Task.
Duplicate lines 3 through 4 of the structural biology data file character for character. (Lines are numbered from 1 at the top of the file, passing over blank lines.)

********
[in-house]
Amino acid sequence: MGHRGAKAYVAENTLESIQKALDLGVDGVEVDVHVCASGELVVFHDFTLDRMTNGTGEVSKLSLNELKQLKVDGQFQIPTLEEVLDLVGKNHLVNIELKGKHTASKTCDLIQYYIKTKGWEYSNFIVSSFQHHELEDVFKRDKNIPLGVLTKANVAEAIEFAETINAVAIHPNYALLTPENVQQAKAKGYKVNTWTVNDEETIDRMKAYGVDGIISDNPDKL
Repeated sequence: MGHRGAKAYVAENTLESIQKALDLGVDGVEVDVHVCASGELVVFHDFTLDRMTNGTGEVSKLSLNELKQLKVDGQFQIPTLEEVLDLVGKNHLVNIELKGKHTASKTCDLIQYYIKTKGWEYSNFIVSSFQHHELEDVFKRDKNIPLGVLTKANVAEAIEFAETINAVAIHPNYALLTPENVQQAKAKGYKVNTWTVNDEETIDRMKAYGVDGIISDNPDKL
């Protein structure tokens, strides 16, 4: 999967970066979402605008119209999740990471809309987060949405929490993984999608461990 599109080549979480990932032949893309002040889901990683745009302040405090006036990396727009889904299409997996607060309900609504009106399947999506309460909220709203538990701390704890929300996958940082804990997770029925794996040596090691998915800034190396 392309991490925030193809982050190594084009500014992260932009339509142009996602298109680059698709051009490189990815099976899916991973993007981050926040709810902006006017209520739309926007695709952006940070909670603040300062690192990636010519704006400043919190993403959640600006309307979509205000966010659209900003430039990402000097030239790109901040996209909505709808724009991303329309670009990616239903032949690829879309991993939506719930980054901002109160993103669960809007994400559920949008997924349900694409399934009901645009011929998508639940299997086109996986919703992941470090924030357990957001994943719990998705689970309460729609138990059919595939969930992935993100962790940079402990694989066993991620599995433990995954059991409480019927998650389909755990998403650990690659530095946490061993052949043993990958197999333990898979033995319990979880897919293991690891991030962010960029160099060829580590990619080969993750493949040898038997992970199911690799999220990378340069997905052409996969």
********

Repeated sequence: MGHRGAKAYVAENTLESIQKALDLGVDGVEVDVHVCASGELVVFHDFTLDRMTNGTGEVSKLSLNELKQLKVDGQFQIPTLEEVLDLVGKNHLVNIELKGKHTASKTCDLIQYYIKTKGWEYSNFIVSSFQHHELEDVFKRDKNIPLGVLTKANVAEAIEFAETINAVAIHPNYALLTPENVQQAKAKGYKVNTWTVNDEETIDRMKAYGVDGIISDNPDKL
């Protein structure tokens, strides 16, 4: 999967970066979402605008119209999740990471809309987060949405929490993984999608461990 599109080549979480990932032949893309002040889901990683745009302040405090006036990396727009889904299409997996607060309900609504009106399947999506309460909220709203538990701390704890929300996958940082804990997770029925794996040596090691998915800034190396 392309991490925030193809982050190594084009500014992260932009339509142009996602298109680059698709051009490189990815099976899916991973993007981050926040709810902006006017209520739309926007695709952006940070909670603040300062690192990636010519704006400043919190993403959640600006309307979509205000966010659209900003430039990402000097030239790109901040996209909505709808724009991303329309670009990616239903032949690829879309991993939506719930980054901002109160993103669960809007994400559920949008997924349900694409399934009901645009011929998508639940299997086109996986919703992941470090924030357990957001994943719990998705689970309460729609138990059919595939969930992935993100962790940079402990694989066993991620599995433990995954059991409480019927998650389909755990998403650990690659530095946490061993052949043993990958197999333990898979033995319990979880897919293991690891991030962010960029160099060829580590990619080969993750493949040898038997992970199911690799999220990378340069997905052409996969």